501Der Women 2024: Author of the Month – Dr. Christie del Castillo-Hegyi

By Susan L. Peterson

The ability to give birth and then supply nourishment to a child might be considered a female superpower.

Unfortunately, the preconceived notion exists that providing nourishment through breastfeeding is always easy and comes naturally to all new mothers. The fact is, some may find it difficult, like that superpower has been diminished or destroyed. But despite complications, many women are still pressured to persevere with breastfeeding, no matter what the outcome. For those new mothers, the “breast is best” message might lead to feelings of shame and anxiety, or to even more tragic results for their infant.

Photo by Mike Kemp

Dr. Christie del Castillo-Hegyi, a Little Rock emergency physician and co-founder of the Fed Is Best Foundation, has co-authored a book, “Fed Is Best: The Unintended Harms of the ‘Breast Is Best’ Message and How to Find the Right Approach for You and Your Baby,” to inform the public about how to feed newborns safely and adequately.

In “Fed Is Best,” del Castillo-Hegyi relates her own experience as a first-time mother whose child became critically ill from starvation leading to developmental disabilities due to common breastfeeding advice. Subsequently, she sadly discovered that her experience was not all that unusual. She concluded that breastfeeding alone is not always best, and parents and medical professionals need to be educated on how to tell when this might be the case.

She is now on a mission to inform others that pressures to breastfeed exclusively can be damaging and that there are other alternatives. “Every situation is different. There is no right way, and sometimes the breast is just not enough,” she said.

Her message is a simple one, but initially she found it difficult to convey. It was in 2014, following her son’s diagnosis of multiple developmental disabilities and a seizure disorder, that she began research on this phenomenon and found they occur routinely. Complications such as jaundice and dehydration from inadequate feeding were the most common reasons healthy newborns get re-hospitalized. Furthermore, they were known causes of brain injury that could be prevented with supplementation. She wrote to several medical associations, including the Centers for Disease Control, the American Association of Pediatrics, and the Joint Commission, to inform them of her findings. Rather than issuing warnings, the responses she received seemed to merely placate her, saying they would look into it, according to del Castillo-Hegyi. Some did not respond at all.

Frustrated and armed with her research, she tried contacting pediatricians directly. Some were dubious, but others noted that they too had witnessed similar complications for years. Excessive crying and nursing are some symptoms of inadequate feeding that can result in jaundice, dehydration and hypoglycemia.

 When she started blogging and posting on Facebook, her message went viral. There she heard stories familiar to her own and found other like-minded medical professionals who felt morally obligated to share this message. Online contacts with two experienced medical professionals were especially promising.              B. Jody Segrave-Daly, RN, a NICU registered nurse and international board-certified lactation consultant (IBCLC) from Pennsylvania, eventually became the cofounder of Fed Is Best Foundation with del Castillo-Hegyi. The two then paired up with Lynnette Hafken (MA, IBCLC), who resides in Maryland, to write the book.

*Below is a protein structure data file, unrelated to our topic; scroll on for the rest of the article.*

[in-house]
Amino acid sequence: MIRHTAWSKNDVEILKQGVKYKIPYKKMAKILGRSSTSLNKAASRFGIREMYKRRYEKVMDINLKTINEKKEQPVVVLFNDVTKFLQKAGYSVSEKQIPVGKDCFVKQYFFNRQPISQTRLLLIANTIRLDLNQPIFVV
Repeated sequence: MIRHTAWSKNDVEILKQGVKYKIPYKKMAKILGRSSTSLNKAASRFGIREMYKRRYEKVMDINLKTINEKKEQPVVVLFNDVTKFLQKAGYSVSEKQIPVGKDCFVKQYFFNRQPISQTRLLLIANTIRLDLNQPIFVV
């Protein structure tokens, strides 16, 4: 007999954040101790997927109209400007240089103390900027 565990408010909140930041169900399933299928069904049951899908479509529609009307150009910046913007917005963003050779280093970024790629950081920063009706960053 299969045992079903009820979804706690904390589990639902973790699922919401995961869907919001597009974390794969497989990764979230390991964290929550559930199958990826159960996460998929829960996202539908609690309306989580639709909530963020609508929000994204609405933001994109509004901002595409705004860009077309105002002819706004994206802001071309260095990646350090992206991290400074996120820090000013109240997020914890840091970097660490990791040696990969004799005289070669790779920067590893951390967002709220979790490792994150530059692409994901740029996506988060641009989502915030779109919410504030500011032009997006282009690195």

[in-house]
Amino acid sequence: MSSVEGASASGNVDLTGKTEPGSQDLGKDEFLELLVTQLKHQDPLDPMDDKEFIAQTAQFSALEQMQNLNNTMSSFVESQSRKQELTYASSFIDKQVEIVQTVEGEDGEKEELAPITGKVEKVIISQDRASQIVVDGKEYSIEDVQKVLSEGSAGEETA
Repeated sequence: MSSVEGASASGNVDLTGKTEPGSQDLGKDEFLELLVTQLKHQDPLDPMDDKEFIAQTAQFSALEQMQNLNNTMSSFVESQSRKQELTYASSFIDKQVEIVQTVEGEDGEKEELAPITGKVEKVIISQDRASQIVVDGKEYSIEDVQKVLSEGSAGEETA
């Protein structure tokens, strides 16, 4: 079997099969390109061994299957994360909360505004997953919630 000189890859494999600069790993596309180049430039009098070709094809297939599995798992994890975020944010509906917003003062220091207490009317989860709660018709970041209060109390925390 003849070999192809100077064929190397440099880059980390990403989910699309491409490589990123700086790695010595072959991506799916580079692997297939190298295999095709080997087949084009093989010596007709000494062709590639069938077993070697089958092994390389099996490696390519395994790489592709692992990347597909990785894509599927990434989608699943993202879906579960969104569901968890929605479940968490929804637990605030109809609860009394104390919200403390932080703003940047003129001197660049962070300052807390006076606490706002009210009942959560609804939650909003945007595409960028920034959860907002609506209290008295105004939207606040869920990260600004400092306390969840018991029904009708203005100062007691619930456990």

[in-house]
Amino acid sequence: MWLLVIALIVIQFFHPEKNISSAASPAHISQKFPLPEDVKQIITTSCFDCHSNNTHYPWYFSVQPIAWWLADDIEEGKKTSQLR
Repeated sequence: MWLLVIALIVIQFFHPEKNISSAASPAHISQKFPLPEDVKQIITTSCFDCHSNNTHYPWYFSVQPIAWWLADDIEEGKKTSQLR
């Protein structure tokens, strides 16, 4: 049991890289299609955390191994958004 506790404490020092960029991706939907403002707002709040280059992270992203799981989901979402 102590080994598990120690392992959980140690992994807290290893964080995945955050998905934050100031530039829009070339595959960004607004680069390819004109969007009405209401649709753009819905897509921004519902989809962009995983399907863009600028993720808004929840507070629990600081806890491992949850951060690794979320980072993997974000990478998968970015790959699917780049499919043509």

Over the course of several years, del Castillo-Hegyi has spoken in hospital grand rounds, medical conferences, at the NIH and USDA, and has published on a fatal case of dehydration in a breastfed newborn in a medical journal. The three have also written extensive educational material on every type of safe infant feeding on the foundation page website. They then built upon previously published peer-reviewed articles and their research on cases of infant starvation received from families who wrote to them. This has led to the “Fed Is Best” book, which provides science-backed guidance on how to tell if a baby is getting enough nutrition. Included are practical guides to breastfeeding, combo-feeding, pumped milk feeding and formula feeding, with sample schedules to help parents maintain their milk supply and get more sleep.

Publishing the book was not a quick process. After finding an agent, it took three years to find their dream publisher, BenBella Books. The book is finally in print and is available for pre-order on Amazon and other online publishers. Its scheduled release date is June 25.

Some critics have found the book’s message to be controversial or misinterpret it as anti-breastfeeding, which it is not, del Castillo-Hegyi said. Instead, she wants to educate and inform the world of signs and symptoms of the dangers of insufficient feeding and destigmatize the use of supplements. In her words, “Even I as a medical professional didn’t know what I didn’t know.”

Knowledge can also be a superpower, and her aim is to arm new parents with information to maintain health and save lives.

Finally, the word is getting out. Fed Is Best Foundation’s message has been featured in articles in the New York Times, Forbes Magazine and hundreds more articles. However, the latest statistic still shows that one in 71 newborns is hospitalized for severe complications from inadequate milk intake while exclusively breastfeeding.

More information about del Castillo-Hegyi, the Fed Is Best Foundation, and the “Fed Is Best” book can be found at FedIsBest.org and fedisbestbook.org. She lives in Little Rock with her husband, Michael, also an emergency physician, and her son and twin daughters.